SECURITIES AND EXCHANGE COMMISSION
Washington, D.C. 20549
|x||QUARTERLY REPORT PURSUANT TO SECTION 13 OR 15(d) OF THE SECURITIES EXCHANGE ACT OF 1934|
For the quarterly period ended March 31, 2016
|¨||TRANSITION REPORT PURSUANT TO SECTION 13 OR 15(d) OF THE SECURITIES EXCHANGE ACT OF 1934|
For the transition period from to
Commission file number: 001-36544
Sage Therapeutics, Inc.
(Exact name of registrant as specified in its charter)
(State or other jurisdiction of
incorporation or organization)
215 First Street
Cambridge, Massachusetts 02142
(Address of principal executive office) (Zip Code)
Registrants telephone number, including area code: (617) 299-8380
Indicate by check mark whether the registrant (1) has filed all reports required to be filed by Section 13 or 15(d) of the Securities Exchange Act of 1934 during the preceding 12 months (or for such shorter period that the registrant was required to file such reports), and (2) has been subject to such filing requirements for the past 90 days. Yes x No ¨
Indicate by check mark whether the registrant has submitted electronically and posted on its corporate Web site, if any, every Interactive Data File required to be submitted and posted pursuant to Rule 405 of Regulation S-T (§ 232.405 of this chapter) during the preceding 12 months (or for such shorter period that the registrant was required to submit and post such files). Yes x No ¨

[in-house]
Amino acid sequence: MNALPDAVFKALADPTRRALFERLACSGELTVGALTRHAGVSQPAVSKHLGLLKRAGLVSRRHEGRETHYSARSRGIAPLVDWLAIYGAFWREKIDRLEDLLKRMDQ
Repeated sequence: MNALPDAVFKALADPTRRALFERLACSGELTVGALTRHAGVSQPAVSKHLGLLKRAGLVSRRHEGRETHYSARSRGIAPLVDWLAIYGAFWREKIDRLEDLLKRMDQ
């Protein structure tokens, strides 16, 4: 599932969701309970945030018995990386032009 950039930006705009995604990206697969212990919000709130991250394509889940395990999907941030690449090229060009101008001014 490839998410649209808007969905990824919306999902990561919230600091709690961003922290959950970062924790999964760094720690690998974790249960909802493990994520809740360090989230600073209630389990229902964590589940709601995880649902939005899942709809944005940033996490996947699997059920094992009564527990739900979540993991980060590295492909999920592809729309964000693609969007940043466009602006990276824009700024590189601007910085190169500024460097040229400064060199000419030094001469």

Indicate by check mark whether the registrant is a large accelerated filer, an accelerated filer, a non-accelerated filer, or a smaller reporting company. See the definitions of large accelerated filer, accelerated filer and smaller reporting company in Rule 12b-2 of the Exchange Act.
|Large accelerated filer||x||Accelerated filer||¨|
|Non-accelerated filer||¨ (Do not check if a smaller reporting company)||Smaller reporting company||¨|
Indicate by check mark whether the registrant is a shell company (as defined in Rule 12b-2 of the Exchange Act). Yes ¨ No x
As of April 29, 2016, there were 32,063,547 shares of the registrants Common Stock, $0.0001 par value per share, outstanding.
Cautionary Note Regarding Forward-Looking Statements
This Quarterly Report on Form 10-Q, or Quarterly Report, contains forward-looking statements that involve risks and uncertainties. We make such forward-looking statements pursuant to the safe harbor provisions of the Private Securities Litigation Reform Act of 1995 and other federal securities laws. All statements other than statements of historical facts contained in this Quarterly Report are forward-looking statements. In some cases, you can identify forward-looking statements by terminology such as may, will, should, expects, intends, plans, anticipates, believes, estimates, predicts, potential, continue or the negative of these terms or other comparable terminology. These forward-looking statements include, but are not limited to, statements about: